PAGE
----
Outdoors
Thin sheets of ice shatter like glass under my boots, and remind me that fall is rapidly waning. To the peaceful song of a distant water ouzel, I quietly wade into the lower end of the pool. My damp fingers ache from the cold and begin to tingle. Valiantly, I try to warm them by blowing repeatedly into a clinched fist until suddenly, a soft swirl in the middle of the pool catches my attention. It's a late-season coho. With numb and stumbling fingers, I reach for my fly box and struggle to hastily tie on a marabou spider. The November air is bitter cold and feels heavy and angelic mist spills from the canyon and hovers inches off the water. Alder branches on both sides of the river now void of leaves bow like arches from the weight of crystalline icicles. Still focused on the lower pool, I instinctively peel several arm lengths of fly line off my old Hardy Perfect and with a poetic sweep of my fly rod, I carefully launch my first cast - a gentle spiral roll that quietly sends my fly gracefully into the pool. No sooner had my fly completed its slow swing, I feel my line become heavy and taut. I slip my rod to the side, intuitively, to tighten the line. There's a sudden deep throb that radiates up my fly rod followed by a bending flash that boils in the pool. With a seasoned smile I mumble to myself, "game on."
On the fly: Coldwater flies: What makes them special 110712 OUTDOORS 1 Capital City Weekly Thin sheets of ice shatter like glass under my boots, and remind me that fall is rapidly waning. To the peaceful song of a distant water ouzel, I quietly wade into the lower end of the pool. My damp fingers ache from the cold and begin to tingle. Valiantly, I try to warm them by blowing repeatedly into a clinched fist until suddenly, a soft swirl in the middle of the pool catches my attention. It's a late-season coho. With numb and stumbling fingers, I reach for my fly box and struggle to hastily tie on a marabou spider. The November air is bitter cold and feels heavy and angelic mist spills from the canyon and hovers inches off the water. Alder branches on both sides of the river now void of leaves bow like arches from the weight of crystalline icicles. Still focused on the lower pool, I instinctively peel several arm lengths of fly line off my old Hardy Perfect and with a poetic sweep of my fly rod, I carefully launch my first cast - a gentle spiral roll that quietly sends my fly gracefully into the pool. No sooner had my fly completed its slow swing, I feel my line become heavy and taut. I slip my rod to the side, intuitively, to tighten the line. There's a sudden deep throb that radiates up my fly rod followed by a bending flash that boils in the pool. With a seasoned smile I mumble to myself, "game on."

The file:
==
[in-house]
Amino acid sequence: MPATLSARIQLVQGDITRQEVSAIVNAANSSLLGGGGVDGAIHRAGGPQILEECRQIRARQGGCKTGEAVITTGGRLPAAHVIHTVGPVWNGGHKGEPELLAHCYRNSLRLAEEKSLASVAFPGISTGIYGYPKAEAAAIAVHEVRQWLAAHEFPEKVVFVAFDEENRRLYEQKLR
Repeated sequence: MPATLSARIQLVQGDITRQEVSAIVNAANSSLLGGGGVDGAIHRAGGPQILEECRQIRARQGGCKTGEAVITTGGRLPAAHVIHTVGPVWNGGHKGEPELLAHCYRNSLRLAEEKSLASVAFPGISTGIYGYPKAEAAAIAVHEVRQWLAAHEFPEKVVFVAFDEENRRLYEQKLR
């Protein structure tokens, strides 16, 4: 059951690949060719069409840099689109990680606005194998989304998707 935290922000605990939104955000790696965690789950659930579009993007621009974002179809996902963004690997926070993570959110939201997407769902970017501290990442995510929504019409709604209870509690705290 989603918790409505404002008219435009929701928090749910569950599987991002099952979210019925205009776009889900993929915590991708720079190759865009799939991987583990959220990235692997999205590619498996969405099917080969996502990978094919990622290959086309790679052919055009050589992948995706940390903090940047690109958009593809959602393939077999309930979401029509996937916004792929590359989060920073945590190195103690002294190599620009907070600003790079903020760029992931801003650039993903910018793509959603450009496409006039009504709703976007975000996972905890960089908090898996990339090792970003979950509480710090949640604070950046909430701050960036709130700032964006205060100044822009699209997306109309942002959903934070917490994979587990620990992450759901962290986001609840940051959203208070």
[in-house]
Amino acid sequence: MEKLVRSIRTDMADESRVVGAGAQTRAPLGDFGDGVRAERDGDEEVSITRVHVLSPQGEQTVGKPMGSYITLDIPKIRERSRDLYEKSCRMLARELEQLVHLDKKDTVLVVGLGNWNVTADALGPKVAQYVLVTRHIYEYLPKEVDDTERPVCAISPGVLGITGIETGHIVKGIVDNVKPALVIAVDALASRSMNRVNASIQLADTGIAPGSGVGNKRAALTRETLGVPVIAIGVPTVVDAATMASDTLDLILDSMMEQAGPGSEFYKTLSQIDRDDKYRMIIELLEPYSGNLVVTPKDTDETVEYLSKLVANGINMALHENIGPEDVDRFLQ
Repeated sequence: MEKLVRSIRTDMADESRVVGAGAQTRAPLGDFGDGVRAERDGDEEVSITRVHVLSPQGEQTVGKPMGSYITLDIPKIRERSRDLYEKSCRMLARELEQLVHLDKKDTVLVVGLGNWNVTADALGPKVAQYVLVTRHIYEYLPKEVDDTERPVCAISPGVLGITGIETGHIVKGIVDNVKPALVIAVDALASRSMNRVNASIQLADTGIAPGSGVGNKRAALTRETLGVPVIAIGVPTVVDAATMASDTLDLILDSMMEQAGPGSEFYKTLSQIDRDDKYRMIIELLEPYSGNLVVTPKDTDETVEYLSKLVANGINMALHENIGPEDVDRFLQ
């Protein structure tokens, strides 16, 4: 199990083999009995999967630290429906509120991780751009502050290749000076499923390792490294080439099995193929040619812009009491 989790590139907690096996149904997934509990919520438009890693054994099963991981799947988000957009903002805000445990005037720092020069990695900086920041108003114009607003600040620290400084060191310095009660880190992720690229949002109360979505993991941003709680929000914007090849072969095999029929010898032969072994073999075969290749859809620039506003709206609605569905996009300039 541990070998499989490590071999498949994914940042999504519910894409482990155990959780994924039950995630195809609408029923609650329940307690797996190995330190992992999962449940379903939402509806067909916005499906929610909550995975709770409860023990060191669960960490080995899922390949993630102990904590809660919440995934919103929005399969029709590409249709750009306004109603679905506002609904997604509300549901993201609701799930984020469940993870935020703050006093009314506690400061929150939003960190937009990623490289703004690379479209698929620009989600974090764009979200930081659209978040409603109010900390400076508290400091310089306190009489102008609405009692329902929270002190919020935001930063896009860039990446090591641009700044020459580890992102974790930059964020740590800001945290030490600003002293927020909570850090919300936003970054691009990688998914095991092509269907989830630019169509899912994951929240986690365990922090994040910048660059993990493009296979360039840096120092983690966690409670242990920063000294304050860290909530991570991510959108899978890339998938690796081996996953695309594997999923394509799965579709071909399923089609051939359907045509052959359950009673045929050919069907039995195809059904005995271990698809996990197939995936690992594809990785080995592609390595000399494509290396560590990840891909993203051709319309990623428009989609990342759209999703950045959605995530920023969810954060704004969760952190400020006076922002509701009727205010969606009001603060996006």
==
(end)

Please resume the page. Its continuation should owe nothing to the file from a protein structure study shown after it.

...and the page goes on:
All successful late-season coldwater flies exhibit one common attribute and that is the quality of subtle movement.

Wednesday, November 07, 2012

Story last updated at 11/7/2012 - 1:11 pm

On the fly: Coldwater flies: What makes them special

Thin sheets of ice shatter like glass under my boots, and remind me that fall is rapidly waning. To the peaceful song of a distant water ouzel, I quietly wade into the lower end of the pool. My damp fingers ache from the cold and begin to tingle. Valiantly, I try to warm them by blowing repeatedly into a clinched fist until suddenly, a soft swirl in the middle of the pool catches my attention. It's a late-season coho. With numb and stumbling fingers, I reach for my fly box and struggle to hastily tie on a marabou spider. The November air is bitter cold and feels heavy and angelic mist spills from the canyon and hovers inches off the water. Alder branches on both sides of the river now void of leaves bow like arches from the weight of crystalline icicles. Still focused on the lower pool, I instinctively peel several arm lengths of fly line off my old Hardy Perfect and with a poetic sweep of my fly rod, I carefully launch my first cast - a gentle spiral roll that quietly sends my fly gracefully into the pool. No sooner had my fly completed its slow swing, I feel my line become heavy and taut. I slip my rod to the side, intuitively, to tighten the line. There's a sudden deep throb that radiates up my fly rod followed by a bending flash that boils in the pool. With a seasoned smile I mumble to myself, "game on."

Generally speaking, the cold month of November is a transition month for fly fishers in Southeast Alaska. With a few exceptions, most of our returning silver salmon have entered their natal waters. They now glow like red candy apples, resting in deep quiet pools. Fall Dolly Varden, fully dressed in spirited spawning colors, are also ablaze at this time. Their fiery shadows sway in harmony in the softer currents common in late-fall as they rest patiently behind spawning salmon, opportunistically darting for a tasty egg or chunk of carcass when they drift by. At this time of the season, local rivers rapidly swell in volume from repetitive days of biblical rain. However, just as fast as they rise, our local rivers also drop and settle into crystalline, slow flowing gems once ambient temperatures plummet and begin to hover in the low 30's and 20's. At this time of the season, in spite of the cold, fish can still be charmed into taking flies. The flies we choose and the techniques we use to present them, however, must take into consideration these coldwater conditions in order to be effective. I particularly enjoy this unique time of the year when days are short, fishing is challenging, and our local streams are both quiet and for the most part void of other anglers.